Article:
Hemoglobin
Structural Formula Vector Image
Title: Hemoglobin
Literature References: Hb; ferrohemoglobin. The major component of red blood cells which transports oxygen from the lungs to body tissues and facilitates the return transport of carbon dioxide. Mammalian hemoglobins have mol wts of about 64,500. Composed of four peptide chains called globins, each of which is bound to a heme, q.q.v. Normal human hemoglobin is composed of a pair of two identical chains. Iron is coordinated to four pyrrole nitrogens of protoporphyrin IX, and to an imidazole nitrogen of a histidine residue from the globin side of the porphyrin. The sixth coordination position is available for binding with oxygen and other small molecules. Called oxyhemoglobin, HbO2, in the oxygenated form and carboxyhemoglobin, HbCO, when oxygen is displaced by carbon monoxide. Binds reversibly with oxygen while the heme iron remains in the ferrous state. Autoxidation is prevented by the cover of hydrophobic groups of the globin. When the iron in hemoglobin is oxidized from the ferrous to the ferric state the compd is called methemoglobin, q.v. and is accompanied by a loss of oxygen-binding capacity. Hemoglobin is usually prepd by separating the red blood corpuscles from the lighter plasma by centrifuging; the plasma is siphoned off, and on adding ether to the blood corpuscle paste, the cells burst. After another centrifugation to remove the ruptured cell envelopes, a clear red soln of the protein is obtained [Fieser, Fieser, Org. Chem. (New York, 3rd ed., 1956) p 455]. Prepn of cryst HbO2 from washed horse or dog erythrocytes: Heidelberger, J. Biol. Chem. 53, 31 (1922); see also Ferry, Green, ibid. 81, 175 (1929); from human blood: Drabkin, ibid. 164, 703 (1946). Structure studies: Muirhead, Perutz, Nature 199, 633 (1963); Perutz et al., ibid. 219, 131 (1968); Perutz, Proc. Roy. Soc. London 173B, 113 (1969). Respiratory properties of hemoglobin and its function as a carrier of oxygen and carbon dioxide: Peters, Van Slyke, Quantitative Clinical Chemistry vol. I (Baltimore, 1932). Mechanism of action: Arnone in Annu. Rev. Med. 25, 123-130 (1974). Reviews: Lemberg, Legge, Hematin Compounds and Bile Pigments (New York, 1949); F. W. Sunderman, Hemoglobin: its Precursors and Metabolites (Lippincott, Philadelphia, 1964); H. Lehmann, R. G. Huntsman, Man's Hemoglobins (ibid. 1966); Huisman, Schroeder, New Aspects of the Structure, Function, and Synthesis of Hemoglobins (Butterworth, London, 1971); M. F. Perutz, Annu. Rev. Biochem. 48, 327-386 (1979); G. Fermi, M. F. Perutz, Haemoglobin & Myoglobin (Oxford Univ. Press, New York, 1982) 104 pp; R. E. Dickerson, I. Geis, Hemoglobin: Structure, Function, Evolution, and Pathology (Benjamin-Cummings, Menlo Park, Calif., 1983) 176 pp.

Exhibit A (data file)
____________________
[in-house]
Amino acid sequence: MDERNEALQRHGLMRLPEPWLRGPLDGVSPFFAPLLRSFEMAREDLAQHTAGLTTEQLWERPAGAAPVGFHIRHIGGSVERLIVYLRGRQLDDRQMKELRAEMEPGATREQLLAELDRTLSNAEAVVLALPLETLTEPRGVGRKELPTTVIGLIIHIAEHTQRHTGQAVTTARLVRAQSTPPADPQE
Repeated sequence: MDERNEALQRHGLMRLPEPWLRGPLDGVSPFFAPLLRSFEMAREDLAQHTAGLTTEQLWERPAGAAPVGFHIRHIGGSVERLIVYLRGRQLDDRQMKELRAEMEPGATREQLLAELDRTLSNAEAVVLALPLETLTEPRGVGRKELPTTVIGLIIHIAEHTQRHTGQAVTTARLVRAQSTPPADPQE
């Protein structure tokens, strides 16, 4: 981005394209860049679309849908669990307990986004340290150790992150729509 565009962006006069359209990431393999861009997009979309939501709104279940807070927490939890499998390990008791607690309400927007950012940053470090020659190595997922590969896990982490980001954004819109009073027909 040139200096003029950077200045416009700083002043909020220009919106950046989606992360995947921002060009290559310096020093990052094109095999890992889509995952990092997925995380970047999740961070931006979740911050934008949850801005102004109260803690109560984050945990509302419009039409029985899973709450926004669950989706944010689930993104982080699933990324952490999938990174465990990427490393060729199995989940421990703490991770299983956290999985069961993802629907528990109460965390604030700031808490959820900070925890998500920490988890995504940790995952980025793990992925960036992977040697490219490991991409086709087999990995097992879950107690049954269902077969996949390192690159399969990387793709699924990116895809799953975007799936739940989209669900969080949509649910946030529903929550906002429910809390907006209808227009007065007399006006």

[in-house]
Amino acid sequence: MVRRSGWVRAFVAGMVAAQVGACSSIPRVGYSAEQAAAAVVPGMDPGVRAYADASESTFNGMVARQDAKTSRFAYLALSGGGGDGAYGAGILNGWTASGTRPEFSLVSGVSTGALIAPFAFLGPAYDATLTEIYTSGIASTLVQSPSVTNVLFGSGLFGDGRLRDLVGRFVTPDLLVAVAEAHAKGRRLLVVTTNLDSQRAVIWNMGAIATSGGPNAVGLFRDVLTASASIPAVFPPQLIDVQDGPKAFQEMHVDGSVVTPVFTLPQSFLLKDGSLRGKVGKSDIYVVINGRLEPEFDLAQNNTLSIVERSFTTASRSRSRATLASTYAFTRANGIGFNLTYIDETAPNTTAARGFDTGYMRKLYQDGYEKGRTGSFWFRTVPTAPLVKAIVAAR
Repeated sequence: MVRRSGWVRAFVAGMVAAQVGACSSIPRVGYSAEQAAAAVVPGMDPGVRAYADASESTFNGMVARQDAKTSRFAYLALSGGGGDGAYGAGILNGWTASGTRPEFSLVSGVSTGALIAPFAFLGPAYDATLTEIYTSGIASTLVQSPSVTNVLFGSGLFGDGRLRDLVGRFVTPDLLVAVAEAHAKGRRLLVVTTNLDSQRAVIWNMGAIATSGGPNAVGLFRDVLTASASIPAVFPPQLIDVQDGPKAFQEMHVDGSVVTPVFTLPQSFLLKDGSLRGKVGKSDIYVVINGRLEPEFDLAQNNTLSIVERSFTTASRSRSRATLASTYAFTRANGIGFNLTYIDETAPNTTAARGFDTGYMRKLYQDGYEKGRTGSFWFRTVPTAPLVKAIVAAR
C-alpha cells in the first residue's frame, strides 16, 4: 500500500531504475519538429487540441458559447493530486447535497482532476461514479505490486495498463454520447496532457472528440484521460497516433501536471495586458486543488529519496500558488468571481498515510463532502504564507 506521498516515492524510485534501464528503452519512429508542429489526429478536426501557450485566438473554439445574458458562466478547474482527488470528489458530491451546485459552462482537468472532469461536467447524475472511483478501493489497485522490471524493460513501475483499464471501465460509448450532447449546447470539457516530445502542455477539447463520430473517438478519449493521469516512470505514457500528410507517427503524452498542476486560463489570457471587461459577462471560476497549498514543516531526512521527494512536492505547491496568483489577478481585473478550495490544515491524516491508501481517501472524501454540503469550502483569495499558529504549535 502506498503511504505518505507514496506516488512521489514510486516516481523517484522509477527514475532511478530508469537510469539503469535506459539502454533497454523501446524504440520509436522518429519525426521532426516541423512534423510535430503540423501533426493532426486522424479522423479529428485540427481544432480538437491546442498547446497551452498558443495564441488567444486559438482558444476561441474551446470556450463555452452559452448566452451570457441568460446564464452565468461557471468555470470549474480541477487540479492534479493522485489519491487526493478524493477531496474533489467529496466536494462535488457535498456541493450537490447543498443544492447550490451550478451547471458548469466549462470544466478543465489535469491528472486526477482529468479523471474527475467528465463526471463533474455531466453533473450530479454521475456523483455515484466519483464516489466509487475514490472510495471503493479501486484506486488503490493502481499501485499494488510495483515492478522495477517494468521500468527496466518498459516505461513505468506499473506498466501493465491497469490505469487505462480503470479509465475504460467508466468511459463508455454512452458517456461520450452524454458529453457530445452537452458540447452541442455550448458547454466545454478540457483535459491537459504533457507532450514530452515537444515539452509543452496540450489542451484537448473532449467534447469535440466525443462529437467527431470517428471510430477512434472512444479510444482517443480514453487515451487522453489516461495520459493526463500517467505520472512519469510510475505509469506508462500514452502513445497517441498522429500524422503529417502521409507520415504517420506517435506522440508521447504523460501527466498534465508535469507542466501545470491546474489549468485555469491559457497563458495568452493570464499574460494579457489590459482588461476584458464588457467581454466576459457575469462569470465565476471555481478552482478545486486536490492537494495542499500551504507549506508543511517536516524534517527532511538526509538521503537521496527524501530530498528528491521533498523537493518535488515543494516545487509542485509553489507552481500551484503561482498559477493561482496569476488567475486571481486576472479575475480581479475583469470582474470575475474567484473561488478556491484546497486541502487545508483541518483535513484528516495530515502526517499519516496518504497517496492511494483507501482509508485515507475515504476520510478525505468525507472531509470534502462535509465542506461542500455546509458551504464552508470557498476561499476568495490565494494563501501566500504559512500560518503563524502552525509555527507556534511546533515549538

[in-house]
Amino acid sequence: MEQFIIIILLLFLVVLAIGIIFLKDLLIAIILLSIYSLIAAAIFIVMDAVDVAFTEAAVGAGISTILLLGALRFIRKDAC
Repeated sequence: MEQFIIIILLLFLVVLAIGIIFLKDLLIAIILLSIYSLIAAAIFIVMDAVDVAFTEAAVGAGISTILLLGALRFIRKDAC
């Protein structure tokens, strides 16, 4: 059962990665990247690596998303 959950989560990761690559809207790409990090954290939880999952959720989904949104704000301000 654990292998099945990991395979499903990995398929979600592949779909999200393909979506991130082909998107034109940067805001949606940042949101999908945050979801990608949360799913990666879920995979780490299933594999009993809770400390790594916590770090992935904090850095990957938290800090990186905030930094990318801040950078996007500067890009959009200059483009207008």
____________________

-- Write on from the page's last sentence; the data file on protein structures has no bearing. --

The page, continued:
Properties: Crystal form, solubility, affinity for oxygen, absorption spectra differ quantitatively in hemoglobins of different species, due to the variation in amino acid sequence of the protein moiety since the same heme group is present in all vertebrate and many invertebrate hemoglobins. Human HbO2 = tetragonal crystals; horse HbO2 = orthorhombic crystals from citrated blood, monoclinic crystals from oxalated blood. Absorption spectra, see Lemberg, Legge, loc. cit., 228. Oxyhemoglobin is an article of commerce where it is called hemoglobin. Brownish-red powder or scales. Soluble in about 7 parts water, slowly sol in glycerol.

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